Tags: AMC, Anchor Bay, Andrew Lincoln, Bear McCreary, Blu-ray, Chandler Riggs, Frank Darabont, Gregory Nicotero, Iron E Singleton, Jeffrey DeMunn, Jon Bernthal, KNB EFX Group, Lauren Cohan, Laurie Holdon, Madison Lintz, Melissa McBride, Norman Reedus, Pruitt Taylor Vince, Robert Kirkman, Sarah Wayne Callies, Scott Wilson, Starz, The Walking Dead
has an average rating of 8.7 on IMDb
1080p in AVC on FOUR 50gb discs
Dolby TrueHD 7.1
are ALL in HD and very worthwhile
– 2011 – 2012
– 578 minutes
– AMC / Anchor Bay (Starz)
Street Date: August 28th, 2012
Overall Verdict – Highly Recommended
— Review written by: Justin Sluss —
The Show Itself is based on the graphic novel series (of the same title) created by Robert Kirkman, Tony Moore, and Charlie Adlard. The comic (graphic novel) series was adapted (developed) into a television series by Academy Award-nominee Frank Darabont who most know for directing film adaptations of Stephen King‘s “The Shawshank Redemption” (1994), “The Green Mile” (1999), and “The Mist” (2007). Darabont also served as the Executive Producer, Writer and even Director on the first episode of the first season. That first episode premiered on AMC during their Halloween “Fearfest” on October 31st, 2010 and became the most watched drama series in cable history for the age demographic of adults 18-49 with 3.5 million viewers. It has since became a big hit amongst both the viewers and critics alike.
The story last season started us out by introducing us to our main character who we shared the experiences of witnessing glimpses before and shortly after the zombie (“walker”) invasion takes place outside of Atlanta, Georgia; where the show is actually filmed on location. Our main character is a sheriff named “Rick Grimes” (played by Andrew Lincoln), who gets severely injured early on (as shown in the flashbacks) and ends-up in a coma as result. His partner, officer “Shane Wilson” (played by Jon Bernthal), stays by his side in the hospital for a while, but when Rick awakes from the coma, he finds himself completely alone in a hospital. As he leaves the hospital looking for signs of others he sees piles of dead bodies, and soon encounters the undead himself as well as other survivors of this tragedy. He’s reunited in the first season with his wife and son. Rick, along with his wife, son and Shane band together with some others to form a group of survivors and make their way out of Atlanta in that first season.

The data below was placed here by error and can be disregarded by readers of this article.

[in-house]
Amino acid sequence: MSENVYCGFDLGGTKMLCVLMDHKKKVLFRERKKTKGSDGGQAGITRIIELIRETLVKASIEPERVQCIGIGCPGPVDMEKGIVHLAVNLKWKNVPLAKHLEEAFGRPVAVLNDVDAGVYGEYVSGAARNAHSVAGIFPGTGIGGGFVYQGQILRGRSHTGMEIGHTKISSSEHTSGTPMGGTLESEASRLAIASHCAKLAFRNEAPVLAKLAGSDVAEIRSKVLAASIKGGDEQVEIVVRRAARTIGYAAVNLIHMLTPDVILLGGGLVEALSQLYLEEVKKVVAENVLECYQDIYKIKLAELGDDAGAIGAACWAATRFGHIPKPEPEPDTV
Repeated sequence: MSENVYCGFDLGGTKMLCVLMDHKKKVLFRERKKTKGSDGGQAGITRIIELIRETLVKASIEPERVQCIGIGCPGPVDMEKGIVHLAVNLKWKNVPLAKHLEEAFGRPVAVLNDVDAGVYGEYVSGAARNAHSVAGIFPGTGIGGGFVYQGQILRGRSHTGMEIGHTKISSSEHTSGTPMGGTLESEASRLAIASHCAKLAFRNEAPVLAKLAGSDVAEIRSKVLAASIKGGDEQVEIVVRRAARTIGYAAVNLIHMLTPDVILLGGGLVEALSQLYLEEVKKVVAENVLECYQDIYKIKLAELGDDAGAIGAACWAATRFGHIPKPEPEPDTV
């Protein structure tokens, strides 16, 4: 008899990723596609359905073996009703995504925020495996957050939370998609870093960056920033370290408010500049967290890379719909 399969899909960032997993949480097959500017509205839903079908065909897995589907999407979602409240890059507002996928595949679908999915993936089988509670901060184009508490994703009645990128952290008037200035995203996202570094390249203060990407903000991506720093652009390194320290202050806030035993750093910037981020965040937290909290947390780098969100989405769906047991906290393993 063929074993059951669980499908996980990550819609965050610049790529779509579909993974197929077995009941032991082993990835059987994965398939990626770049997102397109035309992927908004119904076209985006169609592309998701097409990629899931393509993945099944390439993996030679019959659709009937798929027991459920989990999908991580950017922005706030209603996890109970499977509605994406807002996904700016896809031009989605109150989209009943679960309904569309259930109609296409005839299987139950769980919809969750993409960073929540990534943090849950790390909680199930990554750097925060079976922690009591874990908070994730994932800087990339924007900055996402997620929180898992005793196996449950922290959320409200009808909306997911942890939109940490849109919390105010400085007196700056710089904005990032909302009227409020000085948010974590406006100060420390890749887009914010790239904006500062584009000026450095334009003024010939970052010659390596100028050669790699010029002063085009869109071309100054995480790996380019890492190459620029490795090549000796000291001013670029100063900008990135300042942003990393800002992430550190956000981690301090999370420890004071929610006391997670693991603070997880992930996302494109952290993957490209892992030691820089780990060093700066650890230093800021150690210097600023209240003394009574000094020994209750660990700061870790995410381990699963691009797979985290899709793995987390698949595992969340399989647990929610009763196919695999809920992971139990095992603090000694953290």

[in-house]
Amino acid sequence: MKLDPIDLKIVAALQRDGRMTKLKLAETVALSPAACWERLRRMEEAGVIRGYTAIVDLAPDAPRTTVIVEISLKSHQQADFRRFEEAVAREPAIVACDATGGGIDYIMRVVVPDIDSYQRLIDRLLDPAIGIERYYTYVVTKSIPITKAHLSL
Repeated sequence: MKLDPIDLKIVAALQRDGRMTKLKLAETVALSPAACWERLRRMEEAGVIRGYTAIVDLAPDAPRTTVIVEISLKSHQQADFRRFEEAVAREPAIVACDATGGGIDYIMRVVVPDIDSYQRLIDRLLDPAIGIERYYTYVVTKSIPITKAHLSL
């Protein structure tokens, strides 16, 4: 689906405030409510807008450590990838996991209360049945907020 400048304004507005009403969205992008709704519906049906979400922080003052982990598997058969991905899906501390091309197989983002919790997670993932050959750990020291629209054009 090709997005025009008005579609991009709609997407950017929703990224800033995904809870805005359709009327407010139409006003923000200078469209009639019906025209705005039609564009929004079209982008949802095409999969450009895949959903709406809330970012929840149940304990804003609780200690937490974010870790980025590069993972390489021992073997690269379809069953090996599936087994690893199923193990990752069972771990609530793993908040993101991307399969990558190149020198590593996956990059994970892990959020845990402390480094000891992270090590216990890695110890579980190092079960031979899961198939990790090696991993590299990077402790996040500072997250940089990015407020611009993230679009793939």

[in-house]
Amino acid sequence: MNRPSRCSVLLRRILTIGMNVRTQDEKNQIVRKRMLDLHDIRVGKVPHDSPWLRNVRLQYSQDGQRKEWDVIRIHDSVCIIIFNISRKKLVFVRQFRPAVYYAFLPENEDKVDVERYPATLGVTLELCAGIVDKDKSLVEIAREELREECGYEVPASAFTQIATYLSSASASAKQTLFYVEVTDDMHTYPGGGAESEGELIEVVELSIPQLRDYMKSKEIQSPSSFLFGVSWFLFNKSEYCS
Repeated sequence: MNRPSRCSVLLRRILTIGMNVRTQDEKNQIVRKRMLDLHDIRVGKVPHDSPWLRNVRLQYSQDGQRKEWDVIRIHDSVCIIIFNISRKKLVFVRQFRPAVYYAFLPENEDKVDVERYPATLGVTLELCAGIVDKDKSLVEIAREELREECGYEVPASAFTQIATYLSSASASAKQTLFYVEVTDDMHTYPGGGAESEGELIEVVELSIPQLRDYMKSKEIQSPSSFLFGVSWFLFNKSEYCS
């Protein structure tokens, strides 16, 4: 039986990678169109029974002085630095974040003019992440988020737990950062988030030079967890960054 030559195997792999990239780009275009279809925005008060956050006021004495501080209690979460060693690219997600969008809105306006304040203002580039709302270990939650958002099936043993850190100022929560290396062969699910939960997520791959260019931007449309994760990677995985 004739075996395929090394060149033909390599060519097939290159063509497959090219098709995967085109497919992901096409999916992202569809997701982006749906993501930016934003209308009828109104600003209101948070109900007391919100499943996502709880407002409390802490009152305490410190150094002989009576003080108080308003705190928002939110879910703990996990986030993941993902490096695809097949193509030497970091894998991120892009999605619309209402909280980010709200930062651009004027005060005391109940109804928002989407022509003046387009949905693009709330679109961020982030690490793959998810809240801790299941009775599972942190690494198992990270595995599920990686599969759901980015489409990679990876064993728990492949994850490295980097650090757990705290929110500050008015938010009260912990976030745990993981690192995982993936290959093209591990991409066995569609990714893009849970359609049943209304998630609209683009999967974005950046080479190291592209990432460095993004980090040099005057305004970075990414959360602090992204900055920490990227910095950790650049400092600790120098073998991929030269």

The surviving members that make up the rest of the cast this season include Sarah Wayne Callies (as “Lori Grimes“), Chandler Riggs (as “Carl Grimes“), Laurie Holdon (as “Andrea“), Jeffrey DeMunn (as “Dale“), Steven Yeun (as “Glenn“), Norman Reedus (as “Daryl“), Iron E Singleton (as “T-Dog“), Melissa McBride (as “Carol Peletier“) and Madison Lintz (as “Sophia“).
The complete 13 episodes of the second season are included and are as follows:
- Episode 1 – “What Lies Ahead“
- Original Air Date: October 16, 2011
- Original Air Date: October 23, 2011
- Original Air Date: October 30, 2011
- Original Air Date: November 6, 2011
- Original Air Date: November 13, 2011
- Original Air Date: November 20, 2011
- Original Air Date: November 27, 2011
- Original Air Date: February 12, 2012
- Original Air Date: February 19, 2012
- Original Air Date: February 26, 2012